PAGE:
Chairman Darrell Issa (R-CA) led a hearing and highlighted a new report from the committee focused on the Obama administration's undermining of U.S. domestic energy production.
In a statement, the Chairman noted that the White House's emphasis on "green" energy technologies has clearly come at the expense of the development of much-needed carbon-based energy. In addition, EPA and Interior regulations "are having a detrimental impact on independent energy producers." Issa added, "Viewed in tandem with Obama Administration efforts to slow production from the Gulf of Mexico, block ‘fracking' a technology that would increase domestic oil production by 40 percent in only five years, and stifle production on public lands, this can be seen as nothing less than a concerted campaign to raise the price of energy as a means to force the issue of green alternatives. Today's hearing exposed the many ways the government is limiting access to our vast natural resources. With this understanding, Congress can enact policies that support American businesses and consumers, rather than give more reasons to look overseas for economic opportunities and more favorable regulatory climates."
For anyone concerned about domestic energy production, the committee's 42-page report, "Rising Energy Costs: The Intentional Result of Government Action," is must reading. It lays out key details about the nation's energy resources, the changes in technology that have expanded the discovery of and access to those resources, and the many governmental obstacles and problems that limit domestic energy production.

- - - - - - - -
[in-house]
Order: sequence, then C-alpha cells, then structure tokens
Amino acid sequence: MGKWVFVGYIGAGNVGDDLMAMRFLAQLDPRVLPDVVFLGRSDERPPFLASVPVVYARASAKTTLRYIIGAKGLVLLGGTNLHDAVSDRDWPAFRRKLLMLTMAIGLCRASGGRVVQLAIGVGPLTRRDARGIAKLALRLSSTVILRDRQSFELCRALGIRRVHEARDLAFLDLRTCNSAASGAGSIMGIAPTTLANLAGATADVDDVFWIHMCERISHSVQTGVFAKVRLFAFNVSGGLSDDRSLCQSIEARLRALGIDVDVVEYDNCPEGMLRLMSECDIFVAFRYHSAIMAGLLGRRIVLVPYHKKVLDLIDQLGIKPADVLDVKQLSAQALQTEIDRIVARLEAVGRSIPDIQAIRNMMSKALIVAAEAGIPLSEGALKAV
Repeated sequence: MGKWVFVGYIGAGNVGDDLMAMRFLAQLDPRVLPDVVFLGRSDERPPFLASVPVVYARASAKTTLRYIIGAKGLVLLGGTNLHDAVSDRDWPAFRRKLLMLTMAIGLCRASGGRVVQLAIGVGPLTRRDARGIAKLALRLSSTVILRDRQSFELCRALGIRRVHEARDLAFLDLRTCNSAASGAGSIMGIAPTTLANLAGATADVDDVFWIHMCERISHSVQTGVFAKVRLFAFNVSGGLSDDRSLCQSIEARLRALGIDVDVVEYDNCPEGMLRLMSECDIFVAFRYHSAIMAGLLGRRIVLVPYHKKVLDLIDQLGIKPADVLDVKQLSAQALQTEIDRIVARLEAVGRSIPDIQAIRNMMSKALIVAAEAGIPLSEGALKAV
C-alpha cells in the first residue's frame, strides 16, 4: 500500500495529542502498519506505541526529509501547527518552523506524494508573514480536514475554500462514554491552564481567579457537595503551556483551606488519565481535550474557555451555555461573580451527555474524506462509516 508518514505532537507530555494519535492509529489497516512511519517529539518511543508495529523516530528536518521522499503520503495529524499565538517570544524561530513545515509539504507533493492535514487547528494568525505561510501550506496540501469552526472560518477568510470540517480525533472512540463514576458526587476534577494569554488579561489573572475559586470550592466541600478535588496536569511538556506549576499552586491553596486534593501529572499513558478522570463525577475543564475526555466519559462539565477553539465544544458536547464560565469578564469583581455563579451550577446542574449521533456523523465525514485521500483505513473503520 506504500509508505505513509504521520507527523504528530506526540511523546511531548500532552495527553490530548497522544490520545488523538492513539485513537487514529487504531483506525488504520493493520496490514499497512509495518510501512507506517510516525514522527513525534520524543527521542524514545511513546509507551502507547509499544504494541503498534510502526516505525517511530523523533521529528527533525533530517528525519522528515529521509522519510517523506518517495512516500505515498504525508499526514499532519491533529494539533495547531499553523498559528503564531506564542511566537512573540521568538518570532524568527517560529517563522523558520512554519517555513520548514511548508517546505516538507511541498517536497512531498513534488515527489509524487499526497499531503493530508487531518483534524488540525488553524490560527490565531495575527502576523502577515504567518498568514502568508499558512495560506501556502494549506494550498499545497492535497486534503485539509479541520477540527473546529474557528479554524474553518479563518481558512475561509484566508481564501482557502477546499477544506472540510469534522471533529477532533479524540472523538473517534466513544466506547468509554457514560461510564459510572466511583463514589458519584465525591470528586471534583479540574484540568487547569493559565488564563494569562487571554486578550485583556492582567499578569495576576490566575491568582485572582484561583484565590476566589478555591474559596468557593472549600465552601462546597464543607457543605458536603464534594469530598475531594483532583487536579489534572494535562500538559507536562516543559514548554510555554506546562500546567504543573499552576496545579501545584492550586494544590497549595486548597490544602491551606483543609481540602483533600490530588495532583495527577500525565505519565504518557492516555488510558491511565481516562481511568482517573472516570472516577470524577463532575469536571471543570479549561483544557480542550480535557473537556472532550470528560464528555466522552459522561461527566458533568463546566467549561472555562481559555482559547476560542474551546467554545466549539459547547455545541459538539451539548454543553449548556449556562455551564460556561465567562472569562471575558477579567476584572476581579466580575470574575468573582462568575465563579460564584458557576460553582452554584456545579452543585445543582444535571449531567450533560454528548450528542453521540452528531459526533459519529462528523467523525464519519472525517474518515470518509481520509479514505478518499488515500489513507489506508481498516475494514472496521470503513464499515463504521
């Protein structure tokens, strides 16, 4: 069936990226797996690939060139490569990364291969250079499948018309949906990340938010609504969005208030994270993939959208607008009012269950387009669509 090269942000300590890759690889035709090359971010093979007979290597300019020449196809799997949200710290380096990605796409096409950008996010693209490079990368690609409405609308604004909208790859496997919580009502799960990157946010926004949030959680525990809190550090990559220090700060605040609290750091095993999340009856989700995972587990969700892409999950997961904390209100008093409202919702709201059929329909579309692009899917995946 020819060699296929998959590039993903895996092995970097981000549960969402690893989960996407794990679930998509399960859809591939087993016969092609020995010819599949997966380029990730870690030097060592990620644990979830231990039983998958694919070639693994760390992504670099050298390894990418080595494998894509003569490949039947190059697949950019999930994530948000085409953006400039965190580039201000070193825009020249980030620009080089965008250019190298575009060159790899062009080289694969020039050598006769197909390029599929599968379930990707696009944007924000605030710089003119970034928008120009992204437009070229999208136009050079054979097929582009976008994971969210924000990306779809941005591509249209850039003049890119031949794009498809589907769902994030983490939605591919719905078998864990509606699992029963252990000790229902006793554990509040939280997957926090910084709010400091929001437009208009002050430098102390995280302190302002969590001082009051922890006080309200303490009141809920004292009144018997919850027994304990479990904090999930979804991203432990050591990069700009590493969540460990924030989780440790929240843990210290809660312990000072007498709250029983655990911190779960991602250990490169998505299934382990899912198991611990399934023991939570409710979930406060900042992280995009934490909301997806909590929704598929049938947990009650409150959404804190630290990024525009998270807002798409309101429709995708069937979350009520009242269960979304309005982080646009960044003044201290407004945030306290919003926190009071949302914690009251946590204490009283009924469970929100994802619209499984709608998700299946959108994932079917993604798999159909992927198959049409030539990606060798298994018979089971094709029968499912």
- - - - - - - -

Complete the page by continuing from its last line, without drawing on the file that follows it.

In terms of U.S. energy resources and the industry, the report highlights the following:
• "America's combined energy resources are the largest on earth. They eclipse Saudi Arabia (3rd), China (4th) and Canada (6th) combined - and that's without including America's shale oil deposits. U.S. proven reserves of oil total 19.1 billion barrels, reserves of natural gas total 244.7 trillion cubic feet, and natural gas liquids reserves of 9.3 billion barrels. ... Undiscovered technically recoverable oil in the United States is 145.5 billion barrels, and undiscovered technically recoverable natural gas is 1,162.7 trillion cubic feet."
• "The shale gas reserves of Appalachia are a game changer for the future of American energy security. The United States has 2,552 trillion cubic feet (TCf) of potential natural gas resources, enough to last 110 years at current usage rates. Almost one-third of these resources are from shale gas -- considered uneconomical to extract until just a few years ago. Newly recoverable shale reserves, both oil and gas, have revitalized the oil and gas industry in Appalachia and across the United States - from North Dakota to south Texas to California. The Marcellus Shale formation lies below many of the Appalachian states and extends up to New York. In 2002, the U.S. Geological Survey estimated the Marcellus held 1.9 TCF of natural gas. In 2009, the Department of Energy estimated the Marcellus holds 262 TCF of recoverable natural gas."
• As for Alaska: "A National Energy Technology Laboratory study estimates that this region has the potential for the exploration and development of as much as 28 billion barrels of economically recoverable oil and 125 trillion cubic feet of economically recoverable gas through 2050."
• "The exploration and production portion of the industry employs about 500,000 workers at a wage rate over 50 percent higher than the average of all manufacturing."
Meanwhile, among the hurdles and costs imposed by the Obama administration, the committee reports the following:
• "In its FY2012 budget, the Obama Administration requests over $60 billion in direct tax and fee increases (over ten years) on American energy production."